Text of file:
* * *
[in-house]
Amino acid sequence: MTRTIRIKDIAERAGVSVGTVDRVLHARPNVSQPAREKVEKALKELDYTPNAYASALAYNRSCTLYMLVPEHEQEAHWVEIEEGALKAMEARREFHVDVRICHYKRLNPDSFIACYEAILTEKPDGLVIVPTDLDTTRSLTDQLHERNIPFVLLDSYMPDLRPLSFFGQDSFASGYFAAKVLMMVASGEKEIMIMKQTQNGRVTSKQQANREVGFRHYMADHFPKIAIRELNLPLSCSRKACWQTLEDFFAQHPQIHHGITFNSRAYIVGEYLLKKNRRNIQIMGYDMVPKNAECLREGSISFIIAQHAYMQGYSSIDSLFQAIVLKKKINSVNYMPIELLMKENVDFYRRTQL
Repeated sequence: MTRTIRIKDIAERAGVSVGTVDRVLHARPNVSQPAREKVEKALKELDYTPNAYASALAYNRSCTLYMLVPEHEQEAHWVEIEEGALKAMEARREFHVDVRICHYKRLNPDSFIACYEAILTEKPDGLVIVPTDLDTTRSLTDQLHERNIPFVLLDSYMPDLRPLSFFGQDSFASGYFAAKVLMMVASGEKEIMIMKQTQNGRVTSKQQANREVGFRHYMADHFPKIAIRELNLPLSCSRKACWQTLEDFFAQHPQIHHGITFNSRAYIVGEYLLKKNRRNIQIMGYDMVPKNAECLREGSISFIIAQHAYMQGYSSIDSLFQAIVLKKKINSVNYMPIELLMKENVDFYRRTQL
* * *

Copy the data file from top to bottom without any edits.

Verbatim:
[in-house]
Amino acid sequence: MTRTIRIKDIAERAGVSVGTVDRVLHARPNVSQPAREKVEKALKELDYTPNAYASALAYNRSCTLYMLVPEHEQEAHWVEIEEGALKAMEARREFHVDVRICHYKRLNPDSFIACYEAILTEKPDGLVIVPTDLDTTRSLTDQLHERNIPFVLLDSYMPDLRPLSFFGQDSFASGYFAAKVLMMVASGEKEIMIMKQTQNGRVTSKQQANREVGFRHYMADHFPKIAIRELNLPLSCSRKACWQTLEDFFAQHPQIHHGITFNSRAYIVGEYLLKKNRRNIQIMGYDMVPKNAECLREGSISFIIAQHAYMQGYSSIDSLFQAIVLKKKINSVNYMPIELLMKENVDFYRRTQL
Repeated sequence: MTRTIRIKDIAERAGVSVGTVDRVLHARPNVSQPAREKVEKALKELDYTPNAYASALAYNRSCTLYMLVPEHEQEAHWVEIEEGALKAMEARREFHVDVRICHYKRLNPDSFIACYEAILTEKPDGLVIVPTDLDTTRSLTDQLHERNIPFVLLDSYMPDLRPLSFFGQDSFASGYFAAKVLMMVASGEKEIMIMKQTQNGRVTSKQQANREVGFRHYMADHFPKIAIRELNLPLSCSRKACWQTLEDFFAQHPQIHHGITFNSRAYIVGEYLLKKNRRNIQIMGYDMVPKNAECLREGSISFIIAQHAYMQGYSSIDSLFQAIVLKKKINSVNYMPIELLMKENVDFYRRTQL